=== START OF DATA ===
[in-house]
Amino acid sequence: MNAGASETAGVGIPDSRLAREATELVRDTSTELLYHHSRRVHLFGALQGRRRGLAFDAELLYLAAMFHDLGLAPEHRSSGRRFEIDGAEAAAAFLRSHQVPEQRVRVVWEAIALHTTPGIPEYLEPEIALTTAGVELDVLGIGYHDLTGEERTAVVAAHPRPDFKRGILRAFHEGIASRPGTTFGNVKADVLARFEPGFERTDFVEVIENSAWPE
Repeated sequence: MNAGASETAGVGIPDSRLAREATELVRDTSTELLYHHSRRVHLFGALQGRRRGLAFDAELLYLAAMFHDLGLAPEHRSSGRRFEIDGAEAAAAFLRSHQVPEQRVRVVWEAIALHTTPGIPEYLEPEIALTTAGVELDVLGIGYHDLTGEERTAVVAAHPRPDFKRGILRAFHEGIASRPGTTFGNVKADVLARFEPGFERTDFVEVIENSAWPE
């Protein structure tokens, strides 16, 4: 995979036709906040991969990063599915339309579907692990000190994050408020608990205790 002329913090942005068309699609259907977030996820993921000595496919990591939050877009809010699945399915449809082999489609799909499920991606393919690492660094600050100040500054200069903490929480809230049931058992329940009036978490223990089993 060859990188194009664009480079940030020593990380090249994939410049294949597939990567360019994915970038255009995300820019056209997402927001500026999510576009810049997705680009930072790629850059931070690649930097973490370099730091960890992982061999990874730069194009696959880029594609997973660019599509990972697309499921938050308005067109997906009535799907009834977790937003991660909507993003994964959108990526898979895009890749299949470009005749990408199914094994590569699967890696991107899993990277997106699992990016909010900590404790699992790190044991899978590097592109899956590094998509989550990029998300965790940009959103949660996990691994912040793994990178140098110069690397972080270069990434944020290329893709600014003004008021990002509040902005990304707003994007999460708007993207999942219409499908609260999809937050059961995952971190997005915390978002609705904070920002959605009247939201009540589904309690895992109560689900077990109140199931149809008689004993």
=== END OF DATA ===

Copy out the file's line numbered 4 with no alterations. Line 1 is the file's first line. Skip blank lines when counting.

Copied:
């Protein structure tokens, strides 16, 4: 995979036709906040991969990063599915339309579907692990000190994050408020608990205790 002329913090942005068309699609259907977030996820993921000595496919990591939050877009809010699945399915449809082999489609799909499920991606393919690492660094600050100040500054200069903490929480809230049931058992329940009036978490223990089993 060859990188194009664009480079940030020593990380090249994939410049294949597939990567360019994915970038255009995300820019056209997402927001500026999510576009810049997705680009930072790629850059931070690649930097973490370099730091960890992982061999990874730069194009696959880029594609997973660019599509990972697309499921938050308005067109997906009535799907009834977790937003991660909507993003994964959108990526898979895009890749299949470009005749990408199914094994590569699967890696991107899993990277997106699992990016909010900590404790699992790190044991899978590097592109899956590094998509989550990029998300965790940009959103949660996990691994912040793994990178140098110069690397972080270069990434944020290329893709600014003004008021990002509040902005990304707003994007999460708007993207999942219409499908609260999809937050059961995952971190997005915390978002609705904070920002959605009247939201009540589904309690895992109560689900077990109140199931149809008689004993």